American Auto, the latest NBC attempt to redo The Office and Superstore - this time in Detroit, Michigan - shows Hollywood lost touch with middle America
Why does Hollywood struggle to understand Detroit, the Midwest, and most of the U.S. TV audience? American Auto shows clearly Hollywood knows little about average Americans.
American Auto creator Justin Spitzer wrote for The Office and created Superstore, so you see the influences of both shows in his latest workplace comedy about Detroit, Michigan, and the auto industry. The series debuts on January 4, but NBC aired two previews on December 13. Hollywood loves recycling anything that might have once worked (until it clearly doesn't work).
“This is a workplace, where a bunch of people with very different interests and backgrounds and goals and values are thrown together in a world where being competitive and outshining each other is very helpful,” Spitzer told The New York Post. “The fun is seeing what goes on behind the closed door of the boardroom.”
The premise with potential: Saturday Night Live alum Ana Gasteyer plays Katherine Hastings, a snarky, successful drug company executive recruited to revive the 100-year-old Payne Motors (a parody of Ford). She admits she didn’t just take the job for the money, adding, “There were stock options.”
The amusing idea: she knows nothing about the auto industry (she uses Uber and doesn’t even drive). The fish out of water scenario offers great humor potential. For example, Ford Motor Co. famously lured one of its most successful CEOs from Seattle-based Boeing to Detroit. On the other hand, Chrysler collapsed under a CEO brought in from Home Depot.
The show's seemingly great idea collapses in the opening scene
However, the great promise for humor collapses when we see the main reason the old “big” networks continue to see their audiences shrink each year: They don’t know much about America beyond the woke East and West Coasts.
SNL alum shines. Gasteyer is the best part of the show, and it would have been amusing to watch her character debate car people. But, unfortunately, the series collapses when we see that not one character understands the auto industry, Detroit, the Midwest, or any part of American outside Hollywood/New York City. It doesn’t seem like they’ve even visited Detroit.
No other character is believable. So instead, the show begins with the “executives” (no one looks or seems capable of acting like anyone you might even imagine working as a corporate executive or even studying for an MBA at any middle-of-the-road university). The series begins with the cast discussing naming a new vehicle, “Ponderosa.”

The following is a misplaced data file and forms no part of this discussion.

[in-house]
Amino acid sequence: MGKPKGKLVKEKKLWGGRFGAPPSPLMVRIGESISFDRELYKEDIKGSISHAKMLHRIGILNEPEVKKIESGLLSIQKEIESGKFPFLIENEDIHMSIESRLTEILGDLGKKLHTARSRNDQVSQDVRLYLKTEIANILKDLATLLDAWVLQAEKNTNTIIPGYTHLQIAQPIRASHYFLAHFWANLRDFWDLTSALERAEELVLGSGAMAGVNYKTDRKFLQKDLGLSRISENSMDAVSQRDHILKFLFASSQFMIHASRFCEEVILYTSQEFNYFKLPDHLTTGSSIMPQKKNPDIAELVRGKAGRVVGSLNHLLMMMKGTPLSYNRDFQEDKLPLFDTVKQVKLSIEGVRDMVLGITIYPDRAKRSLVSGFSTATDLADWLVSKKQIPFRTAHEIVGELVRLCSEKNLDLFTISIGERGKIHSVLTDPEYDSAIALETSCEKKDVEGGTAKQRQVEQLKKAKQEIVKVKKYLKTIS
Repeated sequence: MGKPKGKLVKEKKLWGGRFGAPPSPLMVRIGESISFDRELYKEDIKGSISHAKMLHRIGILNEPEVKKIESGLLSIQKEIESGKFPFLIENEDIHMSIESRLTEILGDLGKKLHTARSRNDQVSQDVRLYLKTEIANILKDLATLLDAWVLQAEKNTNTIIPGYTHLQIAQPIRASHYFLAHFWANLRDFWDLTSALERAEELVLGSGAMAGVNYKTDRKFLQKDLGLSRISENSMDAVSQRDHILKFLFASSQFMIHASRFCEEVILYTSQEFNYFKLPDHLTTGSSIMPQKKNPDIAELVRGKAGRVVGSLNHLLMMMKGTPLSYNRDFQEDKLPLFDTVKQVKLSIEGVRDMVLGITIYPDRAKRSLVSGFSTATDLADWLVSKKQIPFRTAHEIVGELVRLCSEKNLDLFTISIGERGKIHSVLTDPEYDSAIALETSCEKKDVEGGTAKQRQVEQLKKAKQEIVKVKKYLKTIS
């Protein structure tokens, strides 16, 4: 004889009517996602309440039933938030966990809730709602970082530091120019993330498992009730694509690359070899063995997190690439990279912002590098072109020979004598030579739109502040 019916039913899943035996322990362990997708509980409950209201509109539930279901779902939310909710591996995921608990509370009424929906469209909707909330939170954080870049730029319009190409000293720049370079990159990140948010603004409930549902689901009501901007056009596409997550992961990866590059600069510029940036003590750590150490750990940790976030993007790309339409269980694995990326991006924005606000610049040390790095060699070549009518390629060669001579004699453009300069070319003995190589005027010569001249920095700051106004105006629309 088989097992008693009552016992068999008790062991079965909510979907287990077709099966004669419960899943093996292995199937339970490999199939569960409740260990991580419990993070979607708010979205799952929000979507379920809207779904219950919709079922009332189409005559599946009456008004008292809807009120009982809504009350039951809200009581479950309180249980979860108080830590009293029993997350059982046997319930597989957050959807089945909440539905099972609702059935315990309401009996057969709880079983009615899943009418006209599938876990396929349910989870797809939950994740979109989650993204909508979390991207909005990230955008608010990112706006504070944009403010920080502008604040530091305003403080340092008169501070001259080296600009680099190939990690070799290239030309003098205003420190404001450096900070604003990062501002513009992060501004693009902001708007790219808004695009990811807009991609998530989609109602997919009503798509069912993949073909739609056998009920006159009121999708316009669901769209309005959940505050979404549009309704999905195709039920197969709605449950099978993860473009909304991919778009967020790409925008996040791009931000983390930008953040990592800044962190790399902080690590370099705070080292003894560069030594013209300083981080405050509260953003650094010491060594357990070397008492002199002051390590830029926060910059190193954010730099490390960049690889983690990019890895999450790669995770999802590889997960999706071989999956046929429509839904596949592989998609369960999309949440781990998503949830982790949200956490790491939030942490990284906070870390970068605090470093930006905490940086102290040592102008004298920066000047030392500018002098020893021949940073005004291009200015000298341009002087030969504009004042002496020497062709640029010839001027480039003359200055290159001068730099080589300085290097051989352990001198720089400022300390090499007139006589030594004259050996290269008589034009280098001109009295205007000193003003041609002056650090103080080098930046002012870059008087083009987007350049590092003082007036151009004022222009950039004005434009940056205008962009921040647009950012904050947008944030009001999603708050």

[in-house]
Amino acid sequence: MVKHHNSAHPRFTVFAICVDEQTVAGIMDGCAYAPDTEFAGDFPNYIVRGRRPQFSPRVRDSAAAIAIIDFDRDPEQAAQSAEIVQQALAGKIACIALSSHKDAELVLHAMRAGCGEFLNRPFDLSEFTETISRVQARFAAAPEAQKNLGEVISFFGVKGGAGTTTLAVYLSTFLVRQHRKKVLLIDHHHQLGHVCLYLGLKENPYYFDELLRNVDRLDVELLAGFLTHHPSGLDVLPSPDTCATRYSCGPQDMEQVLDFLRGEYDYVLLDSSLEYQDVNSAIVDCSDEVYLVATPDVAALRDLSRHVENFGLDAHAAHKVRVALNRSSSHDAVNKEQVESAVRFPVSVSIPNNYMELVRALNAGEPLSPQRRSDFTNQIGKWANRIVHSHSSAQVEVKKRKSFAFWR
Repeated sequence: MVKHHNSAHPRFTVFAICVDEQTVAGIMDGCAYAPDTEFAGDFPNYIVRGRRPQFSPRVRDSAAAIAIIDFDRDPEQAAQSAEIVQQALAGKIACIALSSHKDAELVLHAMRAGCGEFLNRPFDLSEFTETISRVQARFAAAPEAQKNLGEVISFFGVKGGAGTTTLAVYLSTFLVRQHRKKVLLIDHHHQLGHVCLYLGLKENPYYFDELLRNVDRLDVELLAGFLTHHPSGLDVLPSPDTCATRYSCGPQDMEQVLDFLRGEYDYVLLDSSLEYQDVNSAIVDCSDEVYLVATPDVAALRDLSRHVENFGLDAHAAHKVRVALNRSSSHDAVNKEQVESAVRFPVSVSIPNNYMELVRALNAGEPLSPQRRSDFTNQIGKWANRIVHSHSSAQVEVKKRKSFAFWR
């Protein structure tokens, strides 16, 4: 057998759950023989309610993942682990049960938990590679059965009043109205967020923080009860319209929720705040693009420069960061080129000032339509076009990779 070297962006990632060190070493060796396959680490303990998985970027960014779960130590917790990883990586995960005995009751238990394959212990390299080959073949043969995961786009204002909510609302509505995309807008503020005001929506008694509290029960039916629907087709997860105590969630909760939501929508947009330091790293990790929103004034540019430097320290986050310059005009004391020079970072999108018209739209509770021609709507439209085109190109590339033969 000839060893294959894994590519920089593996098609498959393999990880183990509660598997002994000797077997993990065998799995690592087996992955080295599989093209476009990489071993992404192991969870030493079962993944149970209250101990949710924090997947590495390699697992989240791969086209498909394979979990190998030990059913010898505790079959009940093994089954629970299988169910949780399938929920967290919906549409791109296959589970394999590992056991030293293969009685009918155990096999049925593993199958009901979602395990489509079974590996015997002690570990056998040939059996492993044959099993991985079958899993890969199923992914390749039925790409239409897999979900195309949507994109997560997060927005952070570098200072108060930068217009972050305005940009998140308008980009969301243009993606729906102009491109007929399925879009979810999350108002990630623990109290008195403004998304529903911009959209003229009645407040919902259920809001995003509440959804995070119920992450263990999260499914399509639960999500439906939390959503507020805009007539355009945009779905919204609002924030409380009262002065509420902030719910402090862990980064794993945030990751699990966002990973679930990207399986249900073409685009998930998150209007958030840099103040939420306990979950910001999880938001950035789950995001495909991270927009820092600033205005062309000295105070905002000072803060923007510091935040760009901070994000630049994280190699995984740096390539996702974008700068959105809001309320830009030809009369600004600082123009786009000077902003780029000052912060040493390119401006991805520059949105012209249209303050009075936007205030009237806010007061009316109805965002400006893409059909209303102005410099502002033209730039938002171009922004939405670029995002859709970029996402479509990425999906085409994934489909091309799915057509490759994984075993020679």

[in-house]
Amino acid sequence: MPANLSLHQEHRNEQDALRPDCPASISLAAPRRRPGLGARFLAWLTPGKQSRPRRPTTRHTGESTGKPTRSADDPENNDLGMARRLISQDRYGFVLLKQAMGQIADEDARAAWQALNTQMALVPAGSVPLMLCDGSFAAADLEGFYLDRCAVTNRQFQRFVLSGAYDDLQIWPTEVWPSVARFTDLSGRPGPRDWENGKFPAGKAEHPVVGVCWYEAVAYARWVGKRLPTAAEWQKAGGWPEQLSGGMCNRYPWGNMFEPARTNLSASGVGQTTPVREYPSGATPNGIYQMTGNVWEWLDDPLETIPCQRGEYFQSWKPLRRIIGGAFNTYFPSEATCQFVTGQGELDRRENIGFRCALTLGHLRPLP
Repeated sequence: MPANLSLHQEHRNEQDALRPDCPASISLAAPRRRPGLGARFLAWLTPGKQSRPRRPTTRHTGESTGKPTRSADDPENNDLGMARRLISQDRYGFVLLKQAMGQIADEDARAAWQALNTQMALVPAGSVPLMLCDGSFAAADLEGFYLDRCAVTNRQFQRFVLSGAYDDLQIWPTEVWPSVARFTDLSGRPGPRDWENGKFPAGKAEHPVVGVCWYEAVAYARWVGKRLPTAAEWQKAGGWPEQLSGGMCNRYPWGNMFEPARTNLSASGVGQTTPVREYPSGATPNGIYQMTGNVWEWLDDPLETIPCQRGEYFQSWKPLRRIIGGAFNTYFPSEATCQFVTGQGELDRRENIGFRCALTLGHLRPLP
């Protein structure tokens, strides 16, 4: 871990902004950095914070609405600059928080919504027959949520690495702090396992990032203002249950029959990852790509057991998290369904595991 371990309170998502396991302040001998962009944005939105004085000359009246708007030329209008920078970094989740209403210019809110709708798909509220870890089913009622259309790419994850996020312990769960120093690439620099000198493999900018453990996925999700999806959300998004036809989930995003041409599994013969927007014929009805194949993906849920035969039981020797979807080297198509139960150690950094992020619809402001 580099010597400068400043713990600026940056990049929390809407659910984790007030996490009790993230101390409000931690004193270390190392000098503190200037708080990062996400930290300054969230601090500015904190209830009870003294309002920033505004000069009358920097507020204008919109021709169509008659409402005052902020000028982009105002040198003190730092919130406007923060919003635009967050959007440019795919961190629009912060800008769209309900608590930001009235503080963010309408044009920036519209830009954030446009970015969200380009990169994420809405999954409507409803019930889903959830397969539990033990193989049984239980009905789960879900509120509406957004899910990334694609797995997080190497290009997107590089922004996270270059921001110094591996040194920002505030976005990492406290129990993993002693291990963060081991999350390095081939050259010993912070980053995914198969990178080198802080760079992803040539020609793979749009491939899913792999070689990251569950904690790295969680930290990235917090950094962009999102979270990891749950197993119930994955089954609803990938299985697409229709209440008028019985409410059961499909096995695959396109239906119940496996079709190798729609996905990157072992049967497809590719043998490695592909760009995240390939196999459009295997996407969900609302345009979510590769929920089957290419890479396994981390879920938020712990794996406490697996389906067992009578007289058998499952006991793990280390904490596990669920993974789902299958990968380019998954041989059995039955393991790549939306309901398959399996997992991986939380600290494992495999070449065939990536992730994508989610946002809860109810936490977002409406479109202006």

The diverse group of “executives” who look more like a group of young SNL wannabes tell us “Ponderosa” is the name of a tree (it is, but most Americans would need to search online to know that) and that it sounds “ponderous.”
Not one person in the room recognizes “Ponderosa” as the ranch on the 1959–73 №1 TV show Bonanza and the 2001 reboot Ponderosa) or the steakhouses with the same name (restaurants that have filled middle America for 60 years).
So seconds into the first episode, the very first clue that no one in the room thinks anything like most Americans is as subtle as a strobe light.
Minor Motown reference. The show contains one Detroit-targeted bit of humor, a 10-second gag about how to pronounce the Detroit suburb of Westland (Michiganders use the harsh West-LAND pronunciation). A Detroit WDIV-TV microphone also appears, but otherwise, Payne Motors could have more easily been Tesla before it decided to flee California.
Length is a struggle for all new sitcoms. The greatest challenge of modern TV comedy? The length of ad times has grown over time: 22 minutes of showtime in a 30-minute time slot is too little to make a funny or believable sitcom (we get a string of jokes with no real story). In contrast, the showtime of 22 minutes is also way too long to be an amusing YouTube viral video.
The most incredible gag falls flat. The great “gag’’ of the first episode is the driverless car that can’t see dark objects, so the vehicle is dismissed as “racist” because it stops for white people but runs over minorities. And how do the show’s creators see the working class?
Blue-collar model? The new CEO encounters Jack, the blue-collar factory worker, and promotes him to the executive suite to get his take on things (again, an idea with great story potential).
But almost immediately, Jack removes his blue-collar outfit, instantly transformed into a perfectly polished and manicured Hollywood model with expensive clothes and stylish hair care seeming more like someone who never broke a fingernail than the “working-class voice.”
Takeaway: How could American Auto become a hit show?
Get closer to reality. Truth is the essential element of all humor (you take something true and exaggerate it), and American Auto isn’t funny (there were maybe two laughs in the first two episodes) because no one gets the subject.
The biggest problem with this show is its creative team: It would be like me writing a series about Istanbul (a place I’ve never been to).
Suppose the writers and actors hired even a few people from Michigan or spent some time studying and learning about America beyond the East Coast/West Coast bubble (think Hillbilly Elegy on Netflix or any classic TV show made before 1980).
In that case, they might realize real America is ripe with stories and characters, making for genuinely great television.
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